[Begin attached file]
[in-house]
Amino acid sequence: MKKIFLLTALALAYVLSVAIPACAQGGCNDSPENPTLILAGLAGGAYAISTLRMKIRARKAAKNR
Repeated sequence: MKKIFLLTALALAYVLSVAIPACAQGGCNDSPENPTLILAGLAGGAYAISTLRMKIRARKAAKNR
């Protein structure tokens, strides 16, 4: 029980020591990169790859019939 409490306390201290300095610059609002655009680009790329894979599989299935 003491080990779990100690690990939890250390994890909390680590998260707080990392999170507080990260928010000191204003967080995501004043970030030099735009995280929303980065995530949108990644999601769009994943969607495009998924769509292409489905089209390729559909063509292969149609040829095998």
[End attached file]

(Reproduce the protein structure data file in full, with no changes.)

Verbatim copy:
[in-house]
Amino acid sequence: MKKIFLLTALALAYVLSVAIPACAQGGCNDSPENPTLILAGLAGGAYAISTLRMKIRARKAAKNR
Repeated sequence: MKKIFLLTALALAYVLSVAIPACAQGGCNDSPENPTLILAGLAGGAYAISTLRMKIRARKAAKNR
């Protein structure tokens, strides 16, 4: 029980020591990169790859019939 409490306390201290300095610059609002655009680009790329894979599989299935 003491080990779990100690690990939890250390994890909390680590998260707080990392999170507080990260928010000191204003967080995501004043970030030099735009995280929303980065995530949108990644999601769009994943969607495009998924769509292409489905089209390729559909063509292969149609040829095998």